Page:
Hovership 3DFly drone

3DFLY MICRO QUAD KIT from Hovership.

With this kit http://shop.hovership.com/3dfly-micro-quad-kit/ you can built your one drone. Hoverships website contains a good assembly guide https://web.archive.org/web/20180303204630/http://www.hovership.com/guid.... Building the drone is not very difficult when you have some basic soldering skills. After this step you have to configure the flight controller board and connect it with your transmitter. I couldn't find a website describing how to do this. There is only Beef's Brushed Board User Manual v1.1, but this manual assumes you already know how to use this board. As a complete beginner I had to google a few hours to find all basic information. I created this page to help other beginners.

The Hovership drone uses a flight controller board called Beef's Brushed Board (BBB32). This board contains all drone electronics: gyro, accelerometer and motor control.
The default installed firmware is: Baseflight. This firmware has a lot of configuration options. You will need the USB programmer to connect the board to your pc. To configure the board, you will also need software. I used the Baseflight app from the Chrome webstore in Google Chrome of Chromium. It's a web browser app, which makes it's OS independent. It will work on Windows, Mac an Linux. I was using Linux. The board will be powered by the USB port, so you don't have to connect the battery to the board. Only when testing the motors, you will have to connect the battery. In my case the app automatically connects to the board.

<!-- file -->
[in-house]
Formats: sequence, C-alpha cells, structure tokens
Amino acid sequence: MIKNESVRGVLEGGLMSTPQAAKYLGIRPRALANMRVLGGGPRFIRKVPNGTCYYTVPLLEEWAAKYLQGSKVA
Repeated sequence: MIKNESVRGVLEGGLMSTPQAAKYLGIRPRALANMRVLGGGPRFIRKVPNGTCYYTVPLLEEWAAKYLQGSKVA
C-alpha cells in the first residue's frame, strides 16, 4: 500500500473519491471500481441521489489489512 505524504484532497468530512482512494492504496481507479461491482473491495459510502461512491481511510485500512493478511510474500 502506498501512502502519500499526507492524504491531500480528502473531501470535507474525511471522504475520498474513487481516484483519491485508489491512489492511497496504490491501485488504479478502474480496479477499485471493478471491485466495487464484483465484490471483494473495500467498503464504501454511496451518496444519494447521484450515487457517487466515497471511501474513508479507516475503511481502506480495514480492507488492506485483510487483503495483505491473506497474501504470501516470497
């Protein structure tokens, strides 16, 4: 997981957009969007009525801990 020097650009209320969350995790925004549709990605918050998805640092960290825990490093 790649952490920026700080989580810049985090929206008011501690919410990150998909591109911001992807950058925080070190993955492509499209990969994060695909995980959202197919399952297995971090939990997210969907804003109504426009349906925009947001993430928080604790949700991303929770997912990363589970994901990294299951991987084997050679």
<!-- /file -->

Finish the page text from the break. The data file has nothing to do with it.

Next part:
Gyro and Accel are enabled (green), the other functions are not on this board. The Setup tab shows the orientation of the drone. Calibrate it first (put it on a flat surface). After that you can see every small change in orientation of the drone. Now you can change the settings according to Beef's Brushed Board User Manual v1.1. Binding the transmitter to the receiver on the drone is also part of the procedure. Binding is the process of connecting the transmitter and receiver to each other, so they can communicate without interference from other transmitters. The receiver will only accept your transmitter. Read the manual of your transmitter how to put it in binding mode. In my case I also had to connect the battery to the board.

After binding, the transmitter is able to communicate with the receiver. The receiver lights up when it has a connection with the transmitter. In the Receiver tab, select the right Channel Map and test if the transmitter functions (Roll / Pitch / Throttle / Yaw) correspond to the right channels. Also check if the channels are not reversed. Roll and Yaw to the right on the transmitter must also push the bars on the Receiver tab to the right. Moving throttle and Pitch forward must increase the levels on the receiver. If not, reverse the corresponding channel on the transmitter (see transmitter manual).

At the Motor Testing tab, you can test your motors. The battery must be connected for this test.

If everything works, disconnect from the Baseflight app and remove the USB programmer. You can test the drone first without props. Turn the transmitter and drone on. For security reasons, the motors will not be able to spin. The drone must be armed before the throttle on the transmitter can control the motors. Arming can be done to hold the throttle/yaw stick a few seconds to the lower right. The green light will turn on when the drone is armed. To disarm, push the stick to the lower left.

There are right an left spinning props. Install them on the right motors. White on the front side. The arrow on the board points to the front side of the drone.

Now the drone will fly...